N-acetyl-l-cysteine decreases intra-abdominal adhesion formation through the upregulation of peritoneal fibrinolytic activity and antioxidant defenses.
Author(s): Chu DI, Lim R, Heydrick S, Gainsbury ML, Abdou R, D'Addese L, Reed KL, Stucchi AF, Becker JM
Affiliation(s): Department of Surgery, Boston University School of Medicine, Boston, MA 02118, USA.
Publication date & source: 2011-06, Surgery., 149(6):801-12.
Publication type: Research Support, Non-U.S. Gov't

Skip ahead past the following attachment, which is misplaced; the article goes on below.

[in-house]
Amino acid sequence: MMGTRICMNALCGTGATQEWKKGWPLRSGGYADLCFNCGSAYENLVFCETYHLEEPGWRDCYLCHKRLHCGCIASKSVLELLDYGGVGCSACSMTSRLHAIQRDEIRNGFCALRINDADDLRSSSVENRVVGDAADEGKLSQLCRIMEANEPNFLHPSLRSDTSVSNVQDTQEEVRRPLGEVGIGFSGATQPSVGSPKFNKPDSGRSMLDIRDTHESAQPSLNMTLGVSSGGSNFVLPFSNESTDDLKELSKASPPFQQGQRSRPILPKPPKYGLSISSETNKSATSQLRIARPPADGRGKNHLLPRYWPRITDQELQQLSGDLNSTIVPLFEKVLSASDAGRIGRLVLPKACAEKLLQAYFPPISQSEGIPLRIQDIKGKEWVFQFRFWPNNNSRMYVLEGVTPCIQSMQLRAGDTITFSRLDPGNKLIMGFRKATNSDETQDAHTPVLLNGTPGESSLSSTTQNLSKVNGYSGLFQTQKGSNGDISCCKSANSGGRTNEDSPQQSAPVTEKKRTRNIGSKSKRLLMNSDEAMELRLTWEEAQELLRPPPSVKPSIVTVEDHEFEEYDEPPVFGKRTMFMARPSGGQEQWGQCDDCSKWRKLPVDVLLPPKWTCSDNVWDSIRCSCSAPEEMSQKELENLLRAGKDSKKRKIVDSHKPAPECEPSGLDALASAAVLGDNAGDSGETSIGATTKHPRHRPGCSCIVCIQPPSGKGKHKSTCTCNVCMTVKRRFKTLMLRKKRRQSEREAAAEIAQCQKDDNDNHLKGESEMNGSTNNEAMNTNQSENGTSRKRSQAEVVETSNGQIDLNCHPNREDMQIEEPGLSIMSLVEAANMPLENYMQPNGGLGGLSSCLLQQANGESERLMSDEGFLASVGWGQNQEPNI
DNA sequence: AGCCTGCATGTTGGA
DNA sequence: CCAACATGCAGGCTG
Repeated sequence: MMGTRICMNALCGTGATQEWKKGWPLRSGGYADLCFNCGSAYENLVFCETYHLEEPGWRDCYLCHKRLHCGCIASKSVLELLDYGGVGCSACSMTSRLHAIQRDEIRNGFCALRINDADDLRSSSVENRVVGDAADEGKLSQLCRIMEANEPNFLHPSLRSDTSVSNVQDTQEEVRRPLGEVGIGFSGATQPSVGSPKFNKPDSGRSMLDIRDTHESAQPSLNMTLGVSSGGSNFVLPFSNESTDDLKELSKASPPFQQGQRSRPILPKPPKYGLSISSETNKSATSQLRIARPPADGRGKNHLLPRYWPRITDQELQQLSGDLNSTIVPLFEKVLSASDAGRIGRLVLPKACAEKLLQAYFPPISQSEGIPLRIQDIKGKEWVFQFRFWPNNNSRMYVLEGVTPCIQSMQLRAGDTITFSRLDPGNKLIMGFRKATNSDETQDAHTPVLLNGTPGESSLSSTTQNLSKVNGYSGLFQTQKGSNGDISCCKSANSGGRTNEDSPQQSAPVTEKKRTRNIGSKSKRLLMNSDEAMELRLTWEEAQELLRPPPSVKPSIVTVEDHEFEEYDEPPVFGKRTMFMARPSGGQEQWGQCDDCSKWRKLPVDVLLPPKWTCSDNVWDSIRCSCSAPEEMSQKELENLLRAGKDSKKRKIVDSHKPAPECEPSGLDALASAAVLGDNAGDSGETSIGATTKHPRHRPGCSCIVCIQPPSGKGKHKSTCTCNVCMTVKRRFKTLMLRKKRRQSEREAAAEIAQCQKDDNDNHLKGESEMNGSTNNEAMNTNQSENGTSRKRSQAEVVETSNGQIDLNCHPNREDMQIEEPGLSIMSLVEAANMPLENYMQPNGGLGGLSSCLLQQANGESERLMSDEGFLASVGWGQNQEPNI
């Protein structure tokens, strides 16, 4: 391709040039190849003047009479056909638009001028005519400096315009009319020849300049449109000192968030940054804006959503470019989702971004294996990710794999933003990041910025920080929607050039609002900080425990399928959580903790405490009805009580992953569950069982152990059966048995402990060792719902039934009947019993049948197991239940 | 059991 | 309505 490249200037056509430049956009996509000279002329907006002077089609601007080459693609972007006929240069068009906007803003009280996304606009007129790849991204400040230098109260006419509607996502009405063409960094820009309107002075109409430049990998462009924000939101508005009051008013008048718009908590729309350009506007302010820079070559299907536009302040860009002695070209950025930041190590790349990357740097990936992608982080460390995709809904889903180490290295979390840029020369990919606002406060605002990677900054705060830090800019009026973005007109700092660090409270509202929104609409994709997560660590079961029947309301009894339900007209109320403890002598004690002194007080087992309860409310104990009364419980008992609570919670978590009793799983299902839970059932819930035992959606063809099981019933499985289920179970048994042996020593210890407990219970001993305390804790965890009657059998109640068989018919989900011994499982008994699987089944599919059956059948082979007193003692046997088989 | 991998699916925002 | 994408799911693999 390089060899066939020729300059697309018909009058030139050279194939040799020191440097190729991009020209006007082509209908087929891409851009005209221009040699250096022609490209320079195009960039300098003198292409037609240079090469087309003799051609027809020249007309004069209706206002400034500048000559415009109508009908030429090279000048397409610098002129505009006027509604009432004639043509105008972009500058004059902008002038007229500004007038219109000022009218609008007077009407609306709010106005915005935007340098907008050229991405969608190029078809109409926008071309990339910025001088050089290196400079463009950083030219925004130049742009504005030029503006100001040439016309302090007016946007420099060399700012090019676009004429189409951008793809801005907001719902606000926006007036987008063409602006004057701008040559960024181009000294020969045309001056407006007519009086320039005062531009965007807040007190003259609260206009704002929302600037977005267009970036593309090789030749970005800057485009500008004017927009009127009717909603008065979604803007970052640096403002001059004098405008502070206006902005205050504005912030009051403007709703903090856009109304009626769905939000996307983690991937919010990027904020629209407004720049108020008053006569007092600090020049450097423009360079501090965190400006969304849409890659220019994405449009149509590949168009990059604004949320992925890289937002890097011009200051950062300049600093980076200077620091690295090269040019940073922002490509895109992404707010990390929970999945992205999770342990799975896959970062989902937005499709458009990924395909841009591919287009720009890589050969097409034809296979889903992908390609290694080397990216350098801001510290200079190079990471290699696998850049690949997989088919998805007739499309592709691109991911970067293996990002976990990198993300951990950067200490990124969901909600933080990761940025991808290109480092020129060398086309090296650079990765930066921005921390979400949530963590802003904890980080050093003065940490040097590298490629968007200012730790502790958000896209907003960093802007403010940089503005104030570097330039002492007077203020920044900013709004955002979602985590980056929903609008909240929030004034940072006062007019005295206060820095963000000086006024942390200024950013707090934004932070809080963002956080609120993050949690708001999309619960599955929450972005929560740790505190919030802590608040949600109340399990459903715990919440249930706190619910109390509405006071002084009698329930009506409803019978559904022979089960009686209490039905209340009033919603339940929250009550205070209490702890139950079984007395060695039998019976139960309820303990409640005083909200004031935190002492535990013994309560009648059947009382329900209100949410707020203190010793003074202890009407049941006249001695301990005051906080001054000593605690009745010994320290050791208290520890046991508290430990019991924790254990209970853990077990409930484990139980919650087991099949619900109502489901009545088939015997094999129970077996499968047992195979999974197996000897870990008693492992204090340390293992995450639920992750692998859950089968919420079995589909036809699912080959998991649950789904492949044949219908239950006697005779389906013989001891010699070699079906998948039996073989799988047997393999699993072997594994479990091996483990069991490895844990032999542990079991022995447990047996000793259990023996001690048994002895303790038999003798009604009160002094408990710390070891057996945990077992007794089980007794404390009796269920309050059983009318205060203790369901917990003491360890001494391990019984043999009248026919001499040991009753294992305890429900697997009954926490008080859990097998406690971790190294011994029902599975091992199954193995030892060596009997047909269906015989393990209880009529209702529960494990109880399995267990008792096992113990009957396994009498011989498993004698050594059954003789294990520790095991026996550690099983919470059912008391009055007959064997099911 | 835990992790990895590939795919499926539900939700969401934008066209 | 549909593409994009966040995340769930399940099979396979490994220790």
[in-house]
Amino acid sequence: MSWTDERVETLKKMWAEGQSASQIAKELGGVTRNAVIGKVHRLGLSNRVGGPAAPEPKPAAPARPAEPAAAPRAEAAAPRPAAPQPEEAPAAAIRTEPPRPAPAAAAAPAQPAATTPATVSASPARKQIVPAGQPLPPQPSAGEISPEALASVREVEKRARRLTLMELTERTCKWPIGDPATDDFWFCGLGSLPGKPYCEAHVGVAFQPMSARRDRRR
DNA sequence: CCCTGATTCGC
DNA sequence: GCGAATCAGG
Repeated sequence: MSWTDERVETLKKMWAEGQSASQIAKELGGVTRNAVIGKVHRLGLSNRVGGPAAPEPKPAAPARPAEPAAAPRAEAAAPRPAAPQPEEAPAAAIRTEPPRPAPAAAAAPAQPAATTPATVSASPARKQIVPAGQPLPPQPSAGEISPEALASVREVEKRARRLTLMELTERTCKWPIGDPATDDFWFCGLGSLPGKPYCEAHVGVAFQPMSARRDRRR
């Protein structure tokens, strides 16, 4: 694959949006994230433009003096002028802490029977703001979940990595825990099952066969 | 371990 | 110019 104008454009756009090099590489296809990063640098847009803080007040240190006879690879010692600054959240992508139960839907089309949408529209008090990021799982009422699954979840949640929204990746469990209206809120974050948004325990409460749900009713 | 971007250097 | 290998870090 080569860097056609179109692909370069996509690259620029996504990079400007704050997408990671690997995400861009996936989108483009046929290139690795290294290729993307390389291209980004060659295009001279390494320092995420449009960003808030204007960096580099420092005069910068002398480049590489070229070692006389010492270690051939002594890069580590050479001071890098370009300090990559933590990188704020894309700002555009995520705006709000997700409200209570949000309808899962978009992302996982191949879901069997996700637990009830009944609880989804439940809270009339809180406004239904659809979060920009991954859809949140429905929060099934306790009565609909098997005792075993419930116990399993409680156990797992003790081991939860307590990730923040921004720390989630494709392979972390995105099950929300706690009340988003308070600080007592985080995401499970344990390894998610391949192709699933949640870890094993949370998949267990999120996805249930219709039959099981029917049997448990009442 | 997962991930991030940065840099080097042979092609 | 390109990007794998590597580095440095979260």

BACKGROUND: Intraperitoneal adhesions occur in more than 94% of patients after abdominal surgery. Mechanisms that decrease oxidative stress and upregulate peritoneal fibrinolysis reduce adhesions. N-acetyl-l-cysteine (NAC) is a clinically relevant antioxidant whose effect on peritoneal fibrinolysis and ability to decrease adhesions has not been established. The aims of this study were to determine if NAC reduces adhesions and to characterize its potential mechanism(s) of action. METHODS: Male Wistar rats (n = 92) received 0.9% saline (OP Control), intraperitoneal NAC (150 mg/kg, OP + NAC), or oral NAC (1200 mg/kg) twice daily on preoperative day 1, day of operation, and postoperative day 1. Adhesions were induced on the day of operation using our previously described ischemic button model. Animals were killed on postoperative day 7 for adhesion scoring. Peritoneal tissue and fluid from the intraperitoneal NAC group were measured at 24 hours for fibrinolytic activity, tissue plasminogen activator (tPA), plasminogen activator inhibitor-1 (PAI-1), total glutathione, and 8-isoprostane (8-IP). The effect of NAC on tPA and PAI-1 production was tested in vitro in human mesothelial cells. The effect of NAC on intestinal wound healing was measured using colonic anastomotic burst pressures. RESULTS: Intraperitoneal NAC reduced adhesions by 53% (P < .001) compared to OP Controls without affecting anastomotic wound healing. NAC increased the tPA/PAI-1 protein ratio and peritoneal fibrinolytic activity by 69% and 127%, respectively, compared to OP Controls (P < .05). NAC did not restore total glutathione levels in peritoneal adhesion tissue but decreased 8-IP by 46% and 65% (P < .05) in peritoneal tissue and fluid, respectively, compared to OP Controls. Human mesothelial cells incubated with NAC exhibited a concentration-dependent increase in the tPA/PAI-1 ratio, which supported in vivo observations (P < .05). Oral NAC did not decrease adhesions. CONCLUSION: NAC administered intraperitoneally decreased adhesion formation while upregulating peritoneal fibrinolytic activity and antioxidant defenses without affecting normal anastomotic wound healing. These data suggest a potential new therapeutic use for NAC in adhesion prevention. Copyright (c) 2011 Mosby, Inc. All rights reserved.